Oil Rises to Three-Day High as Saudi Arabia Is Seen Targeting $100 Crude
Bloomberg | Jan 17
Oil rose to the highest level in three days on speculation that China will intensify monetary stimulus, supporting fuel demand, and as France pushed for a ban on Iranian imports. France wants a European Union embargo delayed by no more than three months as members seek alternative supplies, an official with knowledge of the matter said yesterday. China’s economy expanded at the slowest pace in 10 quarters, sustaining pressure on Premier Wen Jiabao to ease monetary policy. Saudi Arabia aims to stabilize the average of crude prices worldwide at $100 a barrel in 2012, Oil Minister Ali al-Naimi said in an interview with CNN yesterday. “Everything is rising because of China,” said Carsten Fritsch, an analyst at Commerzbank AG in Frankfurt. “It’s general market sentiment.”
Iran Face-Off Testing Obama the Candidate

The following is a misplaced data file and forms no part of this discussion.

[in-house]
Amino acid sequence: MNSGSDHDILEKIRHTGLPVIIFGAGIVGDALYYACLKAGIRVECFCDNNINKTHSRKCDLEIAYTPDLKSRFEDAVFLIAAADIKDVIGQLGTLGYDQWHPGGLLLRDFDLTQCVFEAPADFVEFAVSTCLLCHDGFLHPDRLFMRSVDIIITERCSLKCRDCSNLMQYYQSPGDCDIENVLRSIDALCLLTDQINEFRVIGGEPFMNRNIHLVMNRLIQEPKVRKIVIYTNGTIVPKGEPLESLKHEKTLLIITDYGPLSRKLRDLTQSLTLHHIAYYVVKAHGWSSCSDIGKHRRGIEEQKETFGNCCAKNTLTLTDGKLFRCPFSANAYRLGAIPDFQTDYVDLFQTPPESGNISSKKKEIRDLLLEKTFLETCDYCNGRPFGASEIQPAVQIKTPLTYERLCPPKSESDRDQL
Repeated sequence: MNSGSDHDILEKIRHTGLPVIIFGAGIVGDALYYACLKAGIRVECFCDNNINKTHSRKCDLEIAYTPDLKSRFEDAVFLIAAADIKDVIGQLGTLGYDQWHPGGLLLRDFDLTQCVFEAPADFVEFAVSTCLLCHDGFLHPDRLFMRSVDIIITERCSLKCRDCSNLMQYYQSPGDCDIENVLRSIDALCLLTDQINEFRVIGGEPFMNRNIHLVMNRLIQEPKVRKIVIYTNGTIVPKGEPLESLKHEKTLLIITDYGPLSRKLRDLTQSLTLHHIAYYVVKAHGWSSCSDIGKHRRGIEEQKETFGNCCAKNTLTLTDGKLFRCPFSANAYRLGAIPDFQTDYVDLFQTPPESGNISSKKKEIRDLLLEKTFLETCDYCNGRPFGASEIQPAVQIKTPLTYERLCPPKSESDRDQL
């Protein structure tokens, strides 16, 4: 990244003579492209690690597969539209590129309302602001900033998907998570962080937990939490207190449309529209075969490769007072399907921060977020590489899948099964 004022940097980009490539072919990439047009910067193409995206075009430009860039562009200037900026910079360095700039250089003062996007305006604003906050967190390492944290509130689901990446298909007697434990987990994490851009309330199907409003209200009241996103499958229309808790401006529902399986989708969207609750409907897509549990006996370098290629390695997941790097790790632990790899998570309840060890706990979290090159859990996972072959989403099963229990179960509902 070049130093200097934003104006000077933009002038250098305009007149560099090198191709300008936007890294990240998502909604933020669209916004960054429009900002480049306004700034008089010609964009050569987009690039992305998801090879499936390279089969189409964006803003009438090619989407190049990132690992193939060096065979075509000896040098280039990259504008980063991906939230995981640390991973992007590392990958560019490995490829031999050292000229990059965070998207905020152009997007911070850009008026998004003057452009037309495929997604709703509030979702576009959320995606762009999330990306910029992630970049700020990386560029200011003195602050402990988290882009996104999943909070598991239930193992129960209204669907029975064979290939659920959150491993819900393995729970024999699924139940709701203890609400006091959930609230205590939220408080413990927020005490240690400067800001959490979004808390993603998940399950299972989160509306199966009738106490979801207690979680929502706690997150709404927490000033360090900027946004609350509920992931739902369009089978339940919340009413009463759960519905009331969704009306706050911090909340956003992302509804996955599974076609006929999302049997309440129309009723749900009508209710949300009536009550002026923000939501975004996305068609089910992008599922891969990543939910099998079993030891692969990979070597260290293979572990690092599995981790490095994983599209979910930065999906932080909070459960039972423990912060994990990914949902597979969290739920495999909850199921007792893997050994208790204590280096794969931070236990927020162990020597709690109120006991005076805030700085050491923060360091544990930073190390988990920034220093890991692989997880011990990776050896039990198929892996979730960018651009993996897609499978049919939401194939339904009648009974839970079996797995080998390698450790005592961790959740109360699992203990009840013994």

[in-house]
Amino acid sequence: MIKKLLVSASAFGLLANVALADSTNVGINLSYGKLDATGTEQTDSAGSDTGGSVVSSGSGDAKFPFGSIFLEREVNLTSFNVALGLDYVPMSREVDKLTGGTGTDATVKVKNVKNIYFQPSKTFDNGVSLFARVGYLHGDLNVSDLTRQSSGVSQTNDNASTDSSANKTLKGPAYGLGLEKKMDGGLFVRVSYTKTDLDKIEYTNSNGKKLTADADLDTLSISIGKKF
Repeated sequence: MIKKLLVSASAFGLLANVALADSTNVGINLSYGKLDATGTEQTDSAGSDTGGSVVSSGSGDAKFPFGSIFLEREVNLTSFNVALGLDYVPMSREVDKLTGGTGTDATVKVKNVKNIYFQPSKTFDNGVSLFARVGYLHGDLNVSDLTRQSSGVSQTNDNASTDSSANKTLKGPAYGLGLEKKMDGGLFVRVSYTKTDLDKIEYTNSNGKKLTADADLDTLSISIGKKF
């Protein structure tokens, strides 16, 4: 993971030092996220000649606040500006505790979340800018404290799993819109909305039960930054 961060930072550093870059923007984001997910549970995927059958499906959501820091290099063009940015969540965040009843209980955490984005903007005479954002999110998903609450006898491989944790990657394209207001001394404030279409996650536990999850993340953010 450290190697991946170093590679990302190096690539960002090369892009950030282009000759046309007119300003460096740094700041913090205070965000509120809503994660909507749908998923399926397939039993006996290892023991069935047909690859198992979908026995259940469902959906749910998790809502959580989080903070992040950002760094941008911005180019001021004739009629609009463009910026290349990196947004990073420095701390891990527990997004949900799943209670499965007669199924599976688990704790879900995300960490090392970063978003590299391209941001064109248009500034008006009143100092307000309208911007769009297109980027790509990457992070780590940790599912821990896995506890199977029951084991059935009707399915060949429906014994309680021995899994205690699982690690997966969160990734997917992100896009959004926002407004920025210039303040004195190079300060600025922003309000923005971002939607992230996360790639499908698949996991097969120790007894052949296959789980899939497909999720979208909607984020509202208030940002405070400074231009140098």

NY Times | Jan 17
The escalating American confrontation with Iran poses a major new political threat to President Obama as he heads into his campaign for re-election, presenting him with choices that could harm either the economic recovery or his image as a firm leader. Sanctions against Iran’s oil exports that the president signed into law on New Year’s Eve started a fateful clock ticking. In late June, when the campaign is in full swing, Mr. Obama will have to decide whether to take action against countries, including some staunch allies, if they continue to buy Iranian oil through its central bank.
US presses Seoul to cut Iranian oil
Korea Times | Jan 17